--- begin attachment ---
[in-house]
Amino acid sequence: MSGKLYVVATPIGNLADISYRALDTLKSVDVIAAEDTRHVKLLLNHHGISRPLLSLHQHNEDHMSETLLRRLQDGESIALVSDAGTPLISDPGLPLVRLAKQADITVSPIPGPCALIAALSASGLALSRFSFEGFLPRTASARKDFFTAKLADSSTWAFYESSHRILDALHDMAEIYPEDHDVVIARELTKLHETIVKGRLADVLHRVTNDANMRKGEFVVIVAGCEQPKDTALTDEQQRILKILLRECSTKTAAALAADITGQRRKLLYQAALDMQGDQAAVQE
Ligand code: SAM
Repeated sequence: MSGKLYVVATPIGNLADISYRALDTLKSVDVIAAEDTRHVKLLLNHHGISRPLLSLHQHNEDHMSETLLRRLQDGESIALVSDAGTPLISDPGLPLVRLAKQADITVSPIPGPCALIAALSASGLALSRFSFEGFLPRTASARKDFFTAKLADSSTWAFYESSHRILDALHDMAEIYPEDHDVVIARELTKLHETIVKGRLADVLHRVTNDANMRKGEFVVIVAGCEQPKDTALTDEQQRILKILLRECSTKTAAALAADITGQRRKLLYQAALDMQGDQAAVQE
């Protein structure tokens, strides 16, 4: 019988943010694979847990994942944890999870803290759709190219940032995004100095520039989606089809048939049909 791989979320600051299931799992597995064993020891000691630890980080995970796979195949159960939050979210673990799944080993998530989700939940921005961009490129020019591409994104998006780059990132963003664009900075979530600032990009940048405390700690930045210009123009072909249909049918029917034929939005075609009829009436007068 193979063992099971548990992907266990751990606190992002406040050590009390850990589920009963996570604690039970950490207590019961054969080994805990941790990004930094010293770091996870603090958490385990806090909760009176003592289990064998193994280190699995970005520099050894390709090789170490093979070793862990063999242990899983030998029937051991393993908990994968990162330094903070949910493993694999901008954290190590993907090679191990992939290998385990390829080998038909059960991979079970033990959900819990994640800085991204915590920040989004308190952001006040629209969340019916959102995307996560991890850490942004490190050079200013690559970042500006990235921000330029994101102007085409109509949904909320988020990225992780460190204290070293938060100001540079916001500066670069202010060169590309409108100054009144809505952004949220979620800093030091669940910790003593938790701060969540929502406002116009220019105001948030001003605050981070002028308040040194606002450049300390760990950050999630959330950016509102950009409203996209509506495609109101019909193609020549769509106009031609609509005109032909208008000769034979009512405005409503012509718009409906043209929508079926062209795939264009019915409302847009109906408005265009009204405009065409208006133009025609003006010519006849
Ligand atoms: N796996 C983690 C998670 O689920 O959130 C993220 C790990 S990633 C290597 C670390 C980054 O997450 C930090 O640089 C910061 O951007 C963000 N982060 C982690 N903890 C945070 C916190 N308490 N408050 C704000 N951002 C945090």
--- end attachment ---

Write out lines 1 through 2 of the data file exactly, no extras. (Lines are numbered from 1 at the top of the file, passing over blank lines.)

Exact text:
[in-house]
Amino acid sequence: MSGKLYVVATPIGNLADISYRALDTLKSVDVIAAEDTRHVKLLLNHHGISRPLLSLHQHNEDHMSETLLRRLQDGESIALVSDAGTPLISDPGLPLVRLAKQADITVSPIPGPCALIAALSASGLALSRFSFEGFLPRTASARKDFFTAKLADSSTWAFYESSHRILDALHDMAEIYPEDHDVVIARELTKLHETIVKGRLADVLHRVTNDANMRKGEFVVIVAGCEQPKDTALTDEQQRILKILLRECSTKTAAALAADITGQRRKLLYQAALDMQGDQAAVQE